John Bellamy Foster and his colleagues have recently argued that the project of ecosocialism should be understood in terms of a “prefigurative” and “first stage” of red-green thinkers whose insights have largely been transcended by their own work on the metabolic rift. Rift scholars have further argued that “second-stage” ecosocialists should push back against “idealist” deviations occurring amongst historical materialists concerned with the production of nature, socionatures and “hybridity,” as well as more or less all engagements with literatures on eco-technological transitions, industrial ecology and the like, which are implicated in supporting “green capitalism.” This paper critically evaluates these claims. In each case, it is argued, rift scholarship is narrowing the possibilities for interdisciplinary engagement and for thinking in dynamic and reconstructive terms about red-green futures. It is our sense that an ecosocialist vision of just transitions has to be conceptualized as a diverse, dynamic, iterative and always incomplete affair. Anthropocene ecosocialisms are inevitably going to involve co-producing, making and remaking hybrid social ecologies on an irreducibly restless, turbulent and warming planet. We argue that what follows from this is the necessity to both critique and recuperate the better insights of hybrid political ecology and ecological modernities.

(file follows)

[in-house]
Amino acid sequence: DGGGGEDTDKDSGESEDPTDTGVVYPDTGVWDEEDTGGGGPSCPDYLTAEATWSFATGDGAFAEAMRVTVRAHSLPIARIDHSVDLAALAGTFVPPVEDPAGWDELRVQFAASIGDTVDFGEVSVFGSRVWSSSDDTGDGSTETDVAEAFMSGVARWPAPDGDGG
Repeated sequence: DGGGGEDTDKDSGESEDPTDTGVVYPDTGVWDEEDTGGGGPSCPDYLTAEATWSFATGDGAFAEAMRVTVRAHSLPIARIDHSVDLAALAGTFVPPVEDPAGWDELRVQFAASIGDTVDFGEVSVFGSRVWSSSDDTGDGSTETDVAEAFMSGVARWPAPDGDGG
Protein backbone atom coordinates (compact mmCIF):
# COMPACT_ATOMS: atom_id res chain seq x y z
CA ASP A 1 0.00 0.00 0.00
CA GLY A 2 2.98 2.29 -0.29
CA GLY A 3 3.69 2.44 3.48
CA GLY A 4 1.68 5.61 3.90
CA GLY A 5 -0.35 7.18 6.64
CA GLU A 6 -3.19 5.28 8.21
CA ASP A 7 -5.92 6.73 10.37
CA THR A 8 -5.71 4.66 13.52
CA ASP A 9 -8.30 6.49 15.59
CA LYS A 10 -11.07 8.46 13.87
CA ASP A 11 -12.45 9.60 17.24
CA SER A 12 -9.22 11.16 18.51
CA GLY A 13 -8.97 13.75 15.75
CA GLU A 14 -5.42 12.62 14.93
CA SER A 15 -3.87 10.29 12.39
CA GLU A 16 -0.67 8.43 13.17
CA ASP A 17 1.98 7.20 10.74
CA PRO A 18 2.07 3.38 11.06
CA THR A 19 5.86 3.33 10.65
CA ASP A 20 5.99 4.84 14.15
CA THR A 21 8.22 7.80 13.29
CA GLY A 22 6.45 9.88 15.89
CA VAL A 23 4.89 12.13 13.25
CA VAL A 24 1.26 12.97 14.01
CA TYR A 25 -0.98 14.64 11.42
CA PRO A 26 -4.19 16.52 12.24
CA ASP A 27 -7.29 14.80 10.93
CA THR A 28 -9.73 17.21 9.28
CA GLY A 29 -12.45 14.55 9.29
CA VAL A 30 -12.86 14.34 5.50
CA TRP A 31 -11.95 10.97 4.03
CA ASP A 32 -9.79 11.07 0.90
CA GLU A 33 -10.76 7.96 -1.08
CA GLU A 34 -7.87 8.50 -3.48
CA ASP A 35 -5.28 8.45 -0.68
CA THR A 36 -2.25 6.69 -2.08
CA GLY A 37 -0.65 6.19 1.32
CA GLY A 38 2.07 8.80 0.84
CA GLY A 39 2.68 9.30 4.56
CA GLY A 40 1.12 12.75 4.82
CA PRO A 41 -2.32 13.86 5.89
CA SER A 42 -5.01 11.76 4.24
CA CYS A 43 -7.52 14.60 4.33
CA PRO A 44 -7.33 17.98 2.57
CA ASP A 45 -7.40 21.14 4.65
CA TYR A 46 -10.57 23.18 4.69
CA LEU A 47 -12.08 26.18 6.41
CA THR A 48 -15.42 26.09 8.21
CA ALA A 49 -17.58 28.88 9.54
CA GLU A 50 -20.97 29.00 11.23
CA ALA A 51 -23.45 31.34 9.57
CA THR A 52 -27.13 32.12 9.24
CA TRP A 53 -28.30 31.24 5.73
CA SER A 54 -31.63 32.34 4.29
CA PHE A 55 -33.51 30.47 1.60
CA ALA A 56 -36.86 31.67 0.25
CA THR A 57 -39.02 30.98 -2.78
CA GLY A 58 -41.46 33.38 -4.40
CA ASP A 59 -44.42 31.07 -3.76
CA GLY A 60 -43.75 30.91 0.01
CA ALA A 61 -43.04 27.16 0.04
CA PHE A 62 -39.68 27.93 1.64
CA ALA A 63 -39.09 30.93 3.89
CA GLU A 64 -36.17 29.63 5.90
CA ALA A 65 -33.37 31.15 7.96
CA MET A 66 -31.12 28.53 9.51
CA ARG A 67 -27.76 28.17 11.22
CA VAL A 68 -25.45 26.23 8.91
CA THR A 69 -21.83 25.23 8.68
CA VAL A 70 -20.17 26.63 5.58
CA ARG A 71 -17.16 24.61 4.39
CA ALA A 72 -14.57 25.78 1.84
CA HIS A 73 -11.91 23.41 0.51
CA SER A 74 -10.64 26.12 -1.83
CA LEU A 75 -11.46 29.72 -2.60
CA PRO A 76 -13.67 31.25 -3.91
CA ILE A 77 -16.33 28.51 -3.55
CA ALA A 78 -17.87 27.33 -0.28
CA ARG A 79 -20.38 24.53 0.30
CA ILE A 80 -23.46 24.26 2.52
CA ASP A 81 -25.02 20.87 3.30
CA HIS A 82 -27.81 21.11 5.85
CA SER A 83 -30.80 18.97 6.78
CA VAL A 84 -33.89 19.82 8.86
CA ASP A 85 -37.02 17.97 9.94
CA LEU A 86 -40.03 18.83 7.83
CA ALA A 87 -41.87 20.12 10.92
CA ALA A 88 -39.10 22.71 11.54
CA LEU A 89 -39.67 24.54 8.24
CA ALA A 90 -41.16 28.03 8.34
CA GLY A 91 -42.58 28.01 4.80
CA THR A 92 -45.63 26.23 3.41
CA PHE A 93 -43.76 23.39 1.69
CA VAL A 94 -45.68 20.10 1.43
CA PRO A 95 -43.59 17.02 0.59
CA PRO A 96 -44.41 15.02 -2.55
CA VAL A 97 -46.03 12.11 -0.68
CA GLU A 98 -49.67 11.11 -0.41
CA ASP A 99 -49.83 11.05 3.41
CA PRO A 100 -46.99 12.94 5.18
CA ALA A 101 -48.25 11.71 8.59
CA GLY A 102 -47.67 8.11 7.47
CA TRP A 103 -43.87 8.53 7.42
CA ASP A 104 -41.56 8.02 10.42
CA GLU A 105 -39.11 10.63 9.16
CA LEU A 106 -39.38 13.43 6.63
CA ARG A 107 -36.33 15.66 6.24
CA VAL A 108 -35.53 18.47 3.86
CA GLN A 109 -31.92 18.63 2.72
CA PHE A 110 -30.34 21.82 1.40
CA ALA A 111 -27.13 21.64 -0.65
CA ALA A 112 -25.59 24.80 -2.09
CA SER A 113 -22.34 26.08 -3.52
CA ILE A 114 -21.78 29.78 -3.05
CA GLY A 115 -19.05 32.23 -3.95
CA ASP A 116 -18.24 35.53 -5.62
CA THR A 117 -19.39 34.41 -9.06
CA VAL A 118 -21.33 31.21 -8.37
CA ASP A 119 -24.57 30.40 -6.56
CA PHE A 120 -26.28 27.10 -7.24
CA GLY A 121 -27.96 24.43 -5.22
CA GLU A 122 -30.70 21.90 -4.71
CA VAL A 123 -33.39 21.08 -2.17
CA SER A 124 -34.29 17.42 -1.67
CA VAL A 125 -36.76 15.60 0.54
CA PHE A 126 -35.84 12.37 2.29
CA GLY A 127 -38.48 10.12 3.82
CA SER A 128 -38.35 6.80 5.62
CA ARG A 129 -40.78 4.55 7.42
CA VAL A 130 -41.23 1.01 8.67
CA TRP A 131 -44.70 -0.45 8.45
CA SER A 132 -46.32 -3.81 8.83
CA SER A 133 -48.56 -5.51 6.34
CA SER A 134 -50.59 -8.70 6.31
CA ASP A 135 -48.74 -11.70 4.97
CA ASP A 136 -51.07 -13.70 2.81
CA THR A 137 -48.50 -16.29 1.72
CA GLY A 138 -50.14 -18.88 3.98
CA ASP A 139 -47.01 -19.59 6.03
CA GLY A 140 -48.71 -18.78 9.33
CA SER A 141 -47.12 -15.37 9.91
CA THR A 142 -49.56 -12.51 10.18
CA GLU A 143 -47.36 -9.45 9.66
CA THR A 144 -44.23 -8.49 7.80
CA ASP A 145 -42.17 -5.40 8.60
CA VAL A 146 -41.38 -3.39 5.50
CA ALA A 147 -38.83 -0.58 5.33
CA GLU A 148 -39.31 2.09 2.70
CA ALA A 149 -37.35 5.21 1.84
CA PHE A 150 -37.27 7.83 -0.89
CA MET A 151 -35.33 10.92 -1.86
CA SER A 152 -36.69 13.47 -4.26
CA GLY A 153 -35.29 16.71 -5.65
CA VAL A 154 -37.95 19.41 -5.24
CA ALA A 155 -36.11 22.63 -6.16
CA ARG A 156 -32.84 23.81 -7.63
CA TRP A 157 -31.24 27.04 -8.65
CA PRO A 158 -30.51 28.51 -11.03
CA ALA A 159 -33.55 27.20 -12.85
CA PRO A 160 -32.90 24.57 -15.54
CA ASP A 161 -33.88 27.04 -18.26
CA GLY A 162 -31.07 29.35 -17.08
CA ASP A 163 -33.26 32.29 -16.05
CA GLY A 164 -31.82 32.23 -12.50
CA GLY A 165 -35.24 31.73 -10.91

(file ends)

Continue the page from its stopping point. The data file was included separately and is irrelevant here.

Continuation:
- metabolic rift